Big issues dominated the boardrooms of America in 2018, with board composition, investor influence, ESG and #MeToo/culture management issues taking center stage.
TK Kerstetter, Corporate Board Member’s Editor-at-Large and the CEO of Boardroom Resources, says that the board’s role in establishing company culture was in the spotlight this year, thanks to the indiscretions of some very-high profile CEOs and organizations.
“I certainly think that the culture issue seemed to crop up and challenge everybody in the sense of, first of all, how do you measure culture, how does the board influence culture?” Kerstetter says. “This was previously considered a fairly soft topic, but it has turned into something that is, as we suspected, pretty important to the sustainability of a company. So, certainly, that’s one of the big things that has happened this year.”
The issue of board diversity was also in the spotlight in 2018, thanks to increased scrutiny from investors on board composition and the passing of a new California law requiring public companies to include at least on female director on the board.
“Board composition is an issue every year, but this year investors have really taken charge of making sure that boards that are ignorant of this, that either don’t have any women or have very poor representation of women on their boards,” Kerstetter says. “Investors like State Street and the New York City pension funds and others have either withheld or voted no on nominating committees. For those companies that were affected, that was a pretty big event in 2018, and a shot across the bow for everybody else that investors are learning how to use their power. So, this is going to result in either better communication, better disclosures and more appreciation for the shareholder point of view.”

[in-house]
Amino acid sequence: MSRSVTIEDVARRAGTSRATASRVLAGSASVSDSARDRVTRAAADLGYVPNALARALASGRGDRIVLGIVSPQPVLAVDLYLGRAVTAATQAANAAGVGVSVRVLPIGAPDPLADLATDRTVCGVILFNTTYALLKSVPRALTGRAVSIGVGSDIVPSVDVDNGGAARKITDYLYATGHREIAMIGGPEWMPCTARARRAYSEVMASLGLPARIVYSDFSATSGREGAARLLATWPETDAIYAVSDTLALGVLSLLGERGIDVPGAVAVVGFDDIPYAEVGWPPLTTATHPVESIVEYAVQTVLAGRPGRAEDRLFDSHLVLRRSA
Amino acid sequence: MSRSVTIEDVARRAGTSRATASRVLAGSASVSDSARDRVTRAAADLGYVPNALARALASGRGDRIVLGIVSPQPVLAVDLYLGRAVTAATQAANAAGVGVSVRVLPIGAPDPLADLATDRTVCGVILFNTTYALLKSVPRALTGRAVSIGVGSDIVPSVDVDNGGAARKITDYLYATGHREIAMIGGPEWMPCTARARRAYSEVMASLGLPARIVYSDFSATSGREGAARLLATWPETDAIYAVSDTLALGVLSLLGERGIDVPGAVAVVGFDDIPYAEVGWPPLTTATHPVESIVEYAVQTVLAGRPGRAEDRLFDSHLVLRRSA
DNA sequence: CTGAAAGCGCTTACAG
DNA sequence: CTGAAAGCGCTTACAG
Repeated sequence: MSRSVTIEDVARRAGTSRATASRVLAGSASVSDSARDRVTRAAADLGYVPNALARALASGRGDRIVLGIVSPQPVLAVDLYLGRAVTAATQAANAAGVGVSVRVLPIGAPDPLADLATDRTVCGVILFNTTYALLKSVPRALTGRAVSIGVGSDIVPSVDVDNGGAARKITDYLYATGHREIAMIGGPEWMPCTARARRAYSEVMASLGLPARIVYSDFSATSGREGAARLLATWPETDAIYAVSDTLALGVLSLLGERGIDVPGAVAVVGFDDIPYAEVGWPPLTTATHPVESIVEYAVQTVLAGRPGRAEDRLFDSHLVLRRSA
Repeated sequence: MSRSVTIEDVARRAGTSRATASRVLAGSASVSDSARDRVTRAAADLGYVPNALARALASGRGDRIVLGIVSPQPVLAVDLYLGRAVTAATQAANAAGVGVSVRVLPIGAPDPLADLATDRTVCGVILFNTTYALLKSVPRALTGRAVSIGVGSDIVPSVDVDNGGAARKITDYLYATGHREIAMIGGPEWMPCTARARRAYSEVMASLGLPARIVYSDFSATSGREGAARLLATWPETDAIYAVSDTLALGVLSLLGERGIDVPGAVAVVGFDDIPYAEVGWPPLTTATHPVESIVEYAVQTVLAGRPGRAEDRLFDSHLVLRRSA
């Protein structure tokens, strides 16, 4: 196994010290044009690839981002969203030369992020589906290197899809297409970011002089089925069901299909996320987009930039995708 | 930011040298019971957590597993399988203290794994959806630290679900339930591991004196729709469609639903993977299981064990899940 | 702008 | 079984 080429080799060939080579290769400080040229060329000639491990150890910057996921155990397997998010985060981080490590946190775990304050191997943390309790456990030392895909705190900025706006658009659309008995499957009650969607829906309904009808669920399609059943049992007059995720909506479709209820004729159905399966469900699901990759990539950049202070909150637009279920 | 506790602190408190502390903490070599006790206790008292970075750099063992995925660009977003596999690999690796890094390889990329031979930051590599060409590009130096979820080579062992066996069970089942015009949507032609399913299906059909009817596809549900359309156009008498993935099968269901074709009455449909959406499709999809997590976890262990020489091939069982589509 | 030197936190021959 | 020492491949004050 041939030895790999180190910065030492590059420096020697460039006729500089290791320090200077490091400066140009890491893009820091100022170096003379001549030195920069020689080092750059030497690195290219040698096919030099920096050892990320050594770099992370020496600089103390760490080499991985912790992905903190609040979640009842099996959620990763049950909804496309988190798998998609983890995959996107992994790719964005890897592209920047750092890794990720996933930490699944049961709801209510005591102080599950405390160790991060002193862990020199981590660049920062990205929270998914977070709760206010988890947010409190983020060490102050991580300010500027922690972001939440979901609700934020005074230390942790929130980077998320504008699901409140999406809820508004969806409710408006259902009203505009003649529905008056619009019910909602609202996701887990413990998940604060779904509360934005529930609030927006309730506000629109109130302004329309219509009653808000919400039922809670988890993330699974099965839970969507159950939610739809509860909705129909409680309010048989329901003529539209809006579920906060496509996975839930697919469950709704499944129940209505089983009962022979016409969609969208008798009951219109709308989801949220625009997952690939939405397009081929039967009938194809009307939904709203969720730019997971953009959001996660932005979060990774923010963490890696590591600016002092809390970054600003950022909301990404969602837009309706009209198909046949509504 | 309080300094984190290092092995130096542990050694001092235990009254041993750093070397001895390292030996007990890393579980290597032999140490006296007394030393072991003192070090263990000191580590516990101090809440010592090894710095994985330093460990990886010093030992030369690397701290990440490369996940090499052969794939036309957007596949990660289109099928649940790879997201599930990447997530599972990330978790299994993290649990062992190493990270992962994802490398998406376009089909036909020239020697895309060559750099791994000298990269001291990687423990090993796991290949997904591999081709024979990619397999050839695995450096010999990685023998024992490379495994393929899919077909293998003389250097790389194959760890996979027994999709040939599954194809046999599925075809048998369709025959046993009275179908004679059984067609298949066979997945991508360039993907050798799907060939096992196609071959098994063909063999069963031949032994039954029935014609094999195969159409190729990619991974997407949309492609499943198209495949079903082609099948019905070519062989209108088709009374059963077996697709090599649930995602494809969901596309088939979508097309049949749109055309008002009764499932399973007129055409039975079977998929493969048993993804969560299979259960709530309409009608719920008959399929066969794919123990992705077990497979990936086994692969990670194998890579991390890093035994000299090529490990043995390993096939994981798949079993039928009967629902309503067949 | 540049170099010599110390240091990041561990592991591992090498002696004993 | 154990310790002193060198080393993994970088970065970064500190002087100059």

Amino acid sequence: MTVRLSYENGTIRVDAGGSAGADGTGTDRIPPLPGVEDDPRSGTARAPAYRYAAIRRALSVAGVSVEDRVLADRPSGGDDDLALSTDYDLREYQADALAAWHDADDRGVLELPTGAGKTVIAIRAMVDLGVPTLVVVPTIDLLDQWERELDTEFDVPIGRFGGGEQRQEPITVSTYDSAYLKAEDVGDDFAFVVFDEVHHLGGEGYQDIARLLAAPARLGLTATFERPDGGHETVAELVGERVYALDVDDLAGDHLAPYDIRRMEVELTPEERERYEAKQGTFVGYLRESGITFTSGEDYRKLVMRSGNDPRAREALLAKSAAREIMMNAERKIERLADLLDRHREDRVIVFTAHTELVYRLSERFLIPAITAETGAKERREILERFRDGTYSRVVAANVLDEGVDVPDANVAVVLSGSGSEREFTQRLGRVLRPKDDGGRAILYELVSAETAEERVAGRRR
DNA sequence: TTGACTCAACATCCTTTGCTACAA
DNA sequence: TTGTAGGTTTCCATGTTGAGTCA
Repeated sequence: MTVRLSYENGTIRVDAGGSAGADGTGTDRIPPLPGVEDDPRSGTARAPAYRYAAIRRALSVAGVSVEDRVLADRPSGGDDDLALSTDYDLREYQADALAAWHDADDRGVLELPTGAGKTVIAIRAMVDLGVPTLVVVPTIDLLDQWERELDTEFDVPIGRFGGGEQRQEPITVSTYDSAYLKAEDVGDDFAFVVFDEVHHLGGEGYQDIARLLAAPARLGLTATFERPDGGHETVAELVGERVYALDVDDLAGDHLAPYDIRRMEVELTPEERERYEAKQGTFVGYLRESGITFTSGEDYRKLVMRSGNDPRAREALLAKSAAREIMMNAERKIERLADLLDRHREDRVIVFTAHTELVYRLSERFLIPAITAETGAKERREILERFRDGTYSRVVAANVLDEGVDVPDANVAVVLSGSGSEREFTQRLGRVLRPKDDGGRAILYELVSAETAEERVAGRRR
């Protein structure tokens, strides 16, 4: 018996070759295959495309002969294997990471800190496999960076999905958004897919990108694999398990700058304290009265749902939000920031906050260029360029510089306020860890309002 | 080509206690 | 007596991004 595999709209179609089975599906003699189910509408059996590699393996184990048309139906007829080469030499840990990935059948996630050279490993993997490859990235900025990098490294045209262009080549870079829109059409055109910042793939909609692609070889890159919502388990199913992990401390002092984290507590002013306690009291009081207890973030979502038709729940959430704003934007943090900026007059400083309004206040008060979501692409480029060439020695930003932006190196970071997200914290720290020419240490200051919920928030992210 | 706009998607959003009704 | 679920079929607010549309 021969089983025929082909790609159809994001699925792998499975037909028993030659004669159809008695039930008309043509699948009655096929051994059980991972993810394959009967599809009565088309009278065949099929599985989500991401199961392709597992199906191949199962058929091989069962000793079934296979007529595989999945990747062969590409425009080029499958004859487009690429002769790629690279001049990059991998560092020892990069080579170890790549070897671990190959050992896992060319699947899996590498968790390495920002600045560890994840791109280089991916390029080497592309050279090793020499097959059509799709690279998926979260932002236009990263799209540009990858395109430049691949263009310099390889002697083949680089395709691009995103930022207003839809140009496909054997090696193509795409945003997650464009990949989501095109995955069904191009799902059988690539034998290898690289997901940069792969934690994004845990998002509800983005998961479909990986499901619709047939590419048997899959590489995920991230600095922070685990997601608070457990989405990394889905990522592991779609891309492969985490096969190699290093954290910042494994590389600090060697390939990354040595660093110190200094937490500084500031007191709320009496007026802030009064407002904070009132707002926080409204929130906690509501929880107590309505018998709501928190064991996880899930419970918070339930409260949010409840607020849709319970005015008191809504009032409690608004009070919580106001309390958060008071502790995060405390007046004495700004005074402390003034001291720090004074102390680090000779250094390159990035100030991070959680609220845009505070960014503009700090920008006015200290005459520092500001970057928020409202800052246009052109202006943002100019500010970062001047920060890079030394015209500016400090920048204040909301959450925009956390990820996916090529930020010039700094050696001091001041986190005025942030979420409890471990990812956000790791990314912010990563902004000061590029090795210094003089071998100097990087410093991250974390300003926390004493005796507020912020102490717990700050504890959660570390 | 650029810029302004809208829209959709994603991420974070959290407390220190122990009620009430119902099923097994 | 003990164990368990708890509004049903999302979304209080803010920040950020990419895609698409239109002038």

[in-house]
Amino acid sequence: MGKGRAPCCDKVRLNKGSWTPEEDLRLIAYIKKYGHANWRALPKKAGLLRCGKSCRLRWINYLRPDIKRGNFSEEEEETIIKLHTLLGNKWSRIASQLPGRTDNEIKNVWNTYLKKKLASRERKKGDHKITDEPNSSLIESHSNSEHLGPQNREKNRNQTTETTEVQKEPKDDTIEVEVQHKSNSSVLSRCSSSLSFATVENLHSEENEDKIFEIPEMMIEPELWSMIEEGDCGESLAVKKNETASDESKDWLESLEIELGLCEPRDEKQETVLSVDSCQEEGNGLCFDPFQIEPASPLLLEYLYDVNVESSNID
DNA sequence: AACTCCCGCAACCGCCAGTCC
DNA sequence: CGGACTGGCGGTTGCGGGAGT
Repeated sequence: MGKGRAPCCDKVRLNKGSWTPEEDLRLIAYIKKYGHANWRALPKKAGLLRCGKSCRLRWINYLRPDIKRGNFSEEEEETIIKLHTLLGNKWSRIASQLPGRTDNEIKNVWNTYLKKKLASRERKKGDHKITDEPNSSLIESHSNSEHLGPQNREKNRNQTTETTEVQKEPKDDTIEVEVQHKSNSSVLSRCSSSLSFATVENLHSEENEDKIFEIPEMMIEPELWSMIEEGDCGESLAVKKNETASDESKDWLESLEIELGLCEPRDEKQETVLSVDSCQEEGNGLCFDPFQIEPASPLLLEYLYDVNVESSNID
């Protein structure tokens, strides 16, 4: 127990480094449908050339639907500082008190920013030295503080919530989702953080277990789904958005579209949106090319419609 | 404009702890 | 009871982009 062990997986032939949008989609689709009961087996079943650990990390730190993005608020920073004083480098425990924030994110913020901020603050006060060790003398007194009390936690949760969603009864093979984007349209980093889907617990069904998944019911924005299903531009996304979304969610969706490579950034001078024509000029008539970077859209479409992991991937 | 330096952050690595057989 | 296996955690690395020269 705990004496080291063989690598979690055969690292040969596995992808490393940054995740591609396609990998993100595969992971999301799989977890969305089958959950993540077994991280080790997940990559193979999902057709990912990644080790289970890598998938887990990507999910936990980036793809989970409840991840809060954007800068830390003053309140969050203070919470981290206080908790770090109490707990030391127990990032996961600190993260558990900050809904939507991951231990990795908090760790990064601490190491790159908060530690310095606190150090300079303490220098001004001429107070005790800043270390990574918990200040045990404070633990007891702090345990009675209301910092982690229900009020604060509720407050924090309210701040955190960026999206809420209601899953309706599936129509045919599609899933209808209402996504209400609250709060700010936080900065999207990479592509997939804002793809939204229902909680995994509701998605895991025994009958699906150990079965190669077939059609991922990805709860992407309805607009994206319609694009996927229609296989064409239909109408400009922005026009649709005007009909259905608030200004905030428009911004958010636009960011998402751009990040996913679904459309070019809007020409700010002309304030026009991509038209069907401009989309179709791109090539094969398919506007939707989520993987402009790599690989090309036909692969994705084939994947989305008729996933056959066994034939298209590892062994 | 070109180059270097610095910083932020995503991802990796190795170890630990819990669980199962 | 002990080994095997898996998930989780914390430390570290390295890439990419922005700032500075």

Environmental, social and governance matters were also a front-burner issue this year, with directors wrapping their heads around ways to address investors concerns in ways that make sense for their businesses.
“ESG is made more complex by putting it all together, and I’ve heard a lot of investors talk about splitting up the ‘E’ and the ‘S’ and the ‘G’ and reporting each of those independently, but there is no mistake and that the sustainability, social and environmental—all of that is taking on a much more primary role,” Kerstetter says. “It’s not like we didn’t have shareholders and proposals in the past, but that they were very lightly supported and that’s not the case anymore. They are getting a lot of support, and when you look at PwC annual corporate board member survey, the directors haven’t completely bought on to this, so it’s going to make for an interesting 2019 as those things come to a head.”